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Cancer Epidemiol Biomarkers Prev. 2017 Jul;26(7):1016-1026. doi: 10.1158/1055-9965.EPI-16-0567. Epub 2017 Apr 4.

Characterizing Genetic Susceptibility to Breast Cancer in Women of African Ancestry.

Author information

1
Department of Preventive Medicine, Keck School of Medicine and Norris Comprehensive Cancer Center, University of Southern California, Los Angeles, California. haiman@usc.edu yefeng@usc.edu.
2
Department of Preventive Medicine, Keck School of Medicine and Norris Comprehensive Cancer Center, University of Southern California, Los Angeles, California.
3
Department of Public Health Sciences, University of Chicago, Chicago, Illinois.
4
Slone Epidemiology Center at Boston University, Boston, Massachusetts.
5
Department of Cancer Prevention and Control, Roswell Park Cancer Institute, Buffalo, New York.
6
Cancer Prevention Institute of California, Fremont, California.
7
Department of Health Research and Policy (Epidemiology) and Stanford Cancer Institute, Stanford University School of Medicine, Stanford, California.
8
Division of Cancer Etiology, Department of Population Sciences, Beckman Research Institute, City of Hope, Duarte, California.
9
Division of Epidemiology, Department of Medicine, Vanderbilt Epidemiology Center, and Vanderbilt-Ingram Cancer Center, Vanderbilt University School of Medicine, Nashville, Tennessee.
10
Sylvester Comprehensive Cancer Center and Department of Epidemiology and Public Health, University of Miami Miller School of Medicine, Miami, Florida.
11
Epidemiology and Biostatistics Program, Division of Cancer Epidemiology and Genetics, National Cancer Institute, Bethesda, Maryland.
12
Department of Epidemiology, Gillings School of Global Public Health and Lineberger Comprehensive Cancer Center, University of North Carolina, Chapel Hill, North Carolina.
13
Rutgers Cancer Institute of New Jersey, New Brunswick, New Jersey.
14
Department of Pathology, Keck School of Medicine and Norris Comprehensive Cancer Center, University of Southern California, Los Angeles, California.
15
Department of Medicine, University of Chicago, Chicago, Illinois.
16
Roswell Park Cancer Institute, Buffalo, New York.
17
Department of Surgery, College of Medicine, University of Ibadan, Ibadan, Nigeria.
18
Dana Farber Cancer Institute & Harvard T. H. Chan School of Public Health, Boston, Maryland.
19
Department of Epidemiology & Preventive Medicine, University of Maryland, Baltimore, Maryland.
20
Center for Population and Reproductive Health, College of Medicine, University of Ibadan, Ibadan, Nigeria.
21
Institute for Medical Research and Training, College of Medicine, University of Ibadan, Ibadan, Nigeria.
22
Chronic Disease Research Centre, Tropical Medicine Research Institute, University of the West Indies, Bridgetown, Barbados.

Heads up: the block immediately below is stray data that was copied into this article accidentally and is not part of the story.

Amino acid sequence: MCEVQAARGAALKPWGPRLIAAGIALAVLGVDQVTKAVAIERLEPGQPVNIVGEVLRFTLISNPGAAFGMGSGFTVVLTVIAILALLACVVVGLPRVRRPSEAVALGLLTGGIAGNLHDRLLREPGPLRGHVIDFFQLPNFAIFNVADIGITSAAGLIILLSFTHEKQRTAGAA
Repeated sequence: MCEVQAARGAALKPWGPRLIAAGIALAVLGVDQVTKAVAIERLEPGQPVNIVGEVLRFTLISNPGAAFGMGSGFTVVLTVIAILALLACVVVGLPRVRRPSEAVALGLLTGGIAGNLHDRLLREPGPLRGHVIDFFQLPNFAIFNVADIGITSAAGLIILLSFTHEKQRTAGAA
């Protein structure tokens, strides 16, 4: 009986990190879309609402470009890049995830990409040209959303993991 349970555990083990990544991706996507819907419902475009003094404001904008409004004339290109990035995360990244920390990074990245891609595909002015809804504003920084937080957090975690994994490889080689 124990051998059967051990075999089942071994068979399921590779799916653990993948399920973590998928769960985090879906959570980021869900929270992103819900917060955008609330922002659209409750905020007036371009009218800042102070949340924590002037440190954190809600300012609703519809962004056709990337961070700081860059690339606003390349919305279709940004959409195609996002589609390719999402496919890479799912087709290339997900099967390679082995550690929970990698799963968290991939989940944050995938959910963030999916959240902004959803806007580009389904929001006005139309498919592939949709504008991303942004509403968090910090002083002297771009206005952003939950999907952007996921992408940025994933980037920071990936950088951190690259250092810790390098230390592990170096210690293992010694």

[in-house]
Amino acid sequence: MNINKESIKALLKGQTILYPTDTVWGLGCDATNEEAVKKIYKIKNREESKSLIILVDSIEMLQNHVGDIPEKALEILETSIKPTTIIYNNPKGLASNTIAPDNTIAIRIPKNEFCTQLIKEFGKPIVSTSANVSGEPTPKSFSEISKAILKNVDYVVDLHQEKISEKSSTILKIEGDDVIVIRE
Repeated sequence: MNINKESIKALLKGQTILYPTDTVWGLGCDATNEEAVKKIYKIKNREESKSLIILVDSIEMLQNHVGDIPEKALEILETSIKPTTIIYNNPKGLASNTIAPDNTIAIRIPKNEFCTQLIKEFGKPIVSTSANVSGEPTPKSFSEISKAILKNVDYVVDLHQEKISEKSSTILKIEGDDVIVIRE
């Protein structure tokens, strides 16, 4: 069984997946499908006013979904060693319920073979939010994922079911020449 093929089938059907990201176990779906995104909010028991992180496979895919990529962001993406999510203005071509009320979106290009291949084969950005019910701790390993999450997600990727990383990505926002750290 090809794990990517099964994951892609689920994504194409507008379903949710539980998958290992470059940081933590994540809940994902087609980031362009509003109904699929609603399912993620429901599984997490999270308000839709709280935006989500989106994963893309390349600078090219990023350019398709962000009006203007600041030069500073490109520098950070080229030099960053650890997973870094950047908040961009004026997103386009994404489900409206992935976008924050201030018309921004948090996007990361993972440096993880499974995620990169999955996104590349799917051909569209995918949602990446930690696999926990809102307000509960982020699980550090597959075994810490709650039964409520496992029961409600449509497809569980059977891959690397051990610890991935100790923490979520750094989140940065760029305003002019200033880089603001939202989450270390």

23
Department of Preventive Medicine, State University of New York at Stony Brook, Stony Brook, New York.
24
Laboratory of Human Carcinogenesis, National Cancer Institute, Bethesda, Maryland.
25
Cancer Prevention Fellowship Program, National Cancer Institute, Bethesda, Maryland.
26
Department of Medicine, University of Pennsylvania, Philadelphia, Pennsylvania.
27
Department of Biostatistics, Boston University School of Public Health, Boston, Massachusetts.
28
Epidemiology Program, University of Hawaii Cancer Center, Honolulu, Hawaii.

Abstract

Background: Genome-wide association studies have identified approximately 100 common genetic variants associated with breast cancer risk, the majority of which were discovered in women of European ancestry. Because of different patterns of linkage disequilibrium, many of these genetic markers may not represent signals in populations of African ancestry.Methods: We tested 74 breast cancer risk variants and conducted fine-mapping of these susceptibility regions in 6,522 breast cancer cases and 7,643 controls of African ancestry from three genetic consortia (AABC, AMBER, and ROOT).Results: Fifty-four of the 74 variants (73%) were found to have ORs that were directionally consistent with those previously reported, of which 12 were nominally statistically significant (P < 0.05). Through fine-mapping, in six regions (3p24, 12p11, 14q13, 16q12/FTO, 16q23, 19p13), we observed seven markers that better represent the underlying risk variant for overall breast cancer or breast cancer subtypes, whereas in another two regions (11q13, 16q12/TOX3), we identified suggestive evidence of signals that are independent of the reported index variant. Overlapping chromatin features and regulatory elements suggest that many of the risk alleles lie in regions with biological functionality.Conclusions: Through fine-mapping of known susceptibility regions, we have revealed alleles that better characterize breast cancer risk in women of African ancestry.Impact: The risk alleles identified represent genetic markers for modeling and stratifying breast cancer risk in women of African ancestry. Cancer Epidemiol Biomarkers Prev; 26(7); 1016-26. ©2017 AACR.

PMID:
28377418
PMCID:
PMC5500414
DOI:
10.1158/1055-9965.EPI-16-0567
[Indexed for MEDLINE]
Free PMC Article

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